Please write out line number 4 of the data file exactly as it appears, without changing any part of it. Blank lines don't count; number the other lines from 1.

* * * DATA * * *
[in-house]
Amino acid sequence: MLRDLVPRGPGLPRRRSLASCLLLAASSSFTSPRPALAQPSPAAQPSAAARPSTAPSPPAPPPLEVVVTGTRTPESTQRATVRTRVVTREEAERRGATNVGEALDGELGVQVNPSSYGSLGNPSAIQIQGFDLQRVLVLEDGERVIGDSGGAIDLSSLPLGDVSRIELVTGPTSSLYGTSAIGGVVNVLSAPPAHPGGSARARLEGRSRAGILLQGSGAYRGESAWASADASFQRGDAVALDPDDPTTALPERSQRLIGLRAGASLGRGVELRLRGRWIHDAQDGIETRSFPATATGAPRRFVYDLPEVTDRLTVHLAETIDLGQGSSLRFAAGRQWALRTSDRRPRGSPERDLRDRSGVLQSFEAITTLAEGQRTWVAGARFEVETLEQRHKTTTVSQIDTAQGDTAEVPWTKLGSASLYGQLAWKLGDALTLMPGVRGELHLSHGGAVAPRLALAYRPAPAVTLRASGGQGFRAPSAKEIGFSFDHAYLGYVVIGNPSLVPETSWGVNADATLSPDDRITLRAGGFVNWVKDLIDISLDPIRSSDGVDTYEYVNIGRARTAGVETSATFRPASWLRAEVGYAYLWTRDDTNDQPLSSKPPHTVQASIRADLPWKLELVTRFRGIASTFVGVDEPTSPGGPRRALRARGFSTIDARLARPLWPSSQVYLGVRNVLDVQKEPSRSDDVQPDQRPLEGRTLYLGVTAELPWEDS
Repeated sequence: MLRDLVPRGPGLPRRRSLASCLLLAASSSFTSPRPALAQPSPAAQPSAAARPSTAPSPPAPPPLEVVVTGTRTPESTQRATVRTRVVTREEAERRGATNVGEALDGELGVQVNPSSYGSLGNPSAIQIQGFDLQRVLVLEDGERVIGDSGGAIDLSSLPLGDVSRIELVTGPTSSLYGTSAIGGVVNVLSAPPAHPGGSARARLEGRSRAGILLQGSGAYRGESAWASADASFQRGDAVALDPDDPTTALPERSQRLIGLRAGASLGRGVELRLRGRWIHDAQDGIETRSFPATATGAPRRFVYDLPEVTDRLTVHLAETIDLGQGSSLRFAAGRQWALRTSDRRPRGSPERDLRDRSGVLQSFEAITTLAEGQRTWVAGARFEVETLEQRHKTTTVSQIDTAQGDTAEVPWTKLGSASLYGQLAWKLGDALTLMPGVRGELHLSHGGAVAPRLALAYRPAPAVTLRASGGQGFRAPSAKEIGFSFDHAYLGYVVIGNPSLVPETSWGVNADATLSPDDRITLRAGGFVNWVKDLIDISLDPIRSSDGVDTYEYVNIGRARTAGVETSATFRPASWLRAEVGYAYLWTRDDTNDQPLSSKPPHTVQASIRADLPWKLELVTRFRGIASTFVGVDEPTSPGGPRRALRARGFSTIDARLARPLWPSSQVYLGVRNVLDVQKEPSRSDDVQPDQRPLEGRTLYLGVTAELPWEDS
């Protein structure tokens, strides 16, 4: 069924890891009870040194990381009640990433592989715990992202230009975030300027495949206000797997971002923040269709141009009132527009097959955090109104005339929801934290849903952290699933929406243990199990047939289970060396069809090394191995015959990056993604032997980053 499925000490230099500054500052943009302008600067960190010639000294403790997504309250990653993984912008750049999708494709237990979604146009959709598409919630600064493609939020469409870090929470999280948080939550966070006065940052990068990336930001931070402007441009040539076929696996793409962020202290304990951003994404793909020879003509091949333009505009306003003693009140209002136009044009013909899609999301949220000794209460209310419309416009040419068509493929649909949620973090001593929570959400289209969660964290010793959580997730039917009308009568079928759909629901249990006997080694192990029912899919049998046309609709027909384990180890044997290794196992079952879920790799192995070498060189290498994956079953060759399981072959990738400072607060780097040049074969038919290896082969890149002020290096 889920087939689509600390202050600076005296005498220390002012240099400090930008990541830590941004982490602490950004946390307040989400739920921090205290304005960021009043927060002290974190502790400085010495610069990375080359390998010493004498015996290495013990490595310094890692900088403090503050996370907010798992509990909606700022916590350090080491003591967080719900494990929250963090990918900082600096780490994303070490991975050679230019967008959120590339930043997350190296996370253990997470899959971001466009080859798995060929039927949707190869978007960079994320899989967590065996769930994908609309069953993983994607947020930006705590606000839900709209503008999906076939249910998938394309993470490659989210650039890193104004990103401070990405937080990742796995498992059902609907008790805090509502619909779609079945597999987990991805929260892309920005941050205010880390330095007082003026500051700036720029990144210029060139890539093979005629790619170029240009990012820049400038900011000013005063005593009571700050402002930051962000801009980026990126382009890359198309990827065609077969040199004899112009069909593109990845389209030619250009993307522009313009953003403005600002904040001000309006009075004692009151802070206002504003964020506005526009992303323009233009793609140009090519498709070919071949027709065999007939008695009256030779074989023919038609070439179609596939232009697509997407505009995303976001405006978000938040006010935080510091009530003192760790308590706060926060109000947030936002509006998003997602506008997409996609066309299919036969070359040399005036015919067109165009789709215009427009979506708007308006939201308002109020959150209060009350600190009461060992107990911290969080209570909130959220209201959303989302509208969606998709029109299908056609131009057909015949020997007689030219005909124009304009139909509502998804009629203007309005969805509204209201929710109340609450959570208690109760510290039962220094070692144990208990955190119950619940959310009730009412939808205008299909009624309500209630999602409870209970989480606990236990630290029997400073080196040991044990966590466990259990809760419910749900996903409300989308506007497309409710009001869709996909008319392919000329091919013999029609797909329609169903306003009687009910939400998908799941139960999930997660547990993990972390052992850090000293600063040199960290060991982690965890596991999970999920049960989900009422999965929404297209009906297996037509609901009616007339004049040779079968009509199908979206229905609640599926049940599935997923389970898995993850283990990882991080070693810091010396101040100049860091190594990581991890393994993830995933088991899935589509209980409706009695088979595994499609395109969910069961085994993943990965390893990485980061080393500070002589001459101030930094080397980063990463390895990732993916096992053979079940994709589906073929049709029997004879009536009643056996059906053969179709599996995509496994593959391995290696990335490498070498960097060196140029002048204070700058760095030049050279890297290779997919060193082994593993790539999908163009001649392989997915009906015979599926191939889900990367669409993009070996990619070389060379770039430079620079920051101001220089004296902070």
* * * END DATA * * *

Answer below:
């Protein structure tokens, strides 16, 4: 069924890891009870040194990381009640990433592989715990992202230009975030300027495949206000797997971002923040269709141009009132527009097959955090109104005339929801934290849903952290699933929406243990199990047939289970060396069809090394191995015959990056993604032997980053 499925000490230099500054500052943009302008600067960190010639000294403790997504309250990653993984912008750049999708494709237990979604146009959709598409919630600064493609939020469409870090929470999280948080939550966070006065940052990068990336930001931070402007441009040539076929696996793409962020202290304990951003994404793909020879003509091949333009505009306003003693009140209002136009044009013909899609999301949220000794209460209310419309416009040419068509493929649909949620973090001593929570959400289209969660964290010793959580997730039917009308009568079928759909629901249990006997080694192990029912899919049998046309609709027909384990180890044997290794196992079952879920790799192995070498060189290498994956079953060759399981072959990738400072607060780097040049074969038919290896082969890149002020290096 889920087939689509600390202050600076005296005498220390002012240099400090930008990541830590941004982490602490950004946390307040989400739920921090205290304005960021009043927060002290974190502790400085010495610069990375080359390998010493004498015996290495013990490595310094890692900088403090503050996370907010798992509990909606700022916590350090080491003591967080719900494990929250963090990918900082600096780490994303070490991975050679230019967008959120590339930043997350190296996370253990997470899959971001466009080859798995060929039927949707190869978007960079994320899989967590065996769930994908609309069953993983994607947020930006705590606000839900709209503008999906076939249910998938394309993470490659989210650039890193104004990103401070990405937080990742796995498992059902609907008790805090509502619909779609079945597999987990991805929260892309920005941050205010880390330095007082003026500051700036720029990144210029060139890539093979005629790619170029240009990012820049400038900011000013005063005593009571700050402002930051962000801009980026990126382009890359198309990827065609077969040199004899112009069909593109990845389209030619250009993307522009313009953003403005600002904040001000309006009075004692009151802070206002504003964020506005526009992303323009233009793609140009090519498709070919071949027709065999007939008695009256030779074989023919038609070439179609596939232009697509997407505009995303976001405006978000938040006010935080510091009530003192760790308590706060926060109000947030936002509006998003997602506008997409996609066309299919036969070359040399005036015919067109165009789709215009427009979506708007308006939201308002109020959150209060009350600190009461060992107990911290969080209570909130959220209201959303989302509208969606998709029109299908056609131009057909015949020997007689030219005909124009304009139909509502998804009629203007309005969805509204209201929710109340609450959570208690109760510290039962220094070692144990208990955190119950619940959310009730009412939808205008299909009624309500209630999602409870209970989480606990236990630290029997400073080196040991044990966590466990259990809760419910749900996903409300989308506007497309409710009001869709996909008319392919000329091919013999029609797909329609169903306003009687009910939400998908799941139960999930997660547990993990972390052992850090000293600063040199960290060991982690965890596991999970999920049960989900009422999965929404297209009906297996037509609901009616007339004049040779079968009509199908979206229905609640599926049940599935997923389970898995993850283990990882991080070693810091010396101040100049860091190594990581991890393994993830995933088991899935589509209980409706009695088979595994499609395109969910069961085994993943990965390893990485980061080393500070002589001459101030930094080397980063990463390895990732993916096992053979079940994709589906073929049709029997004879009536009643056996059906053969179709599996995509496994593959391995290696990335490498070498960097060196140029002048204070700058760095030049050279890297290779997919060193082994593993790539999908163009001649392989997915009906015979599926191939889900990367669409993009070996990619070389060379770039430079620079920051101001220089004296902070």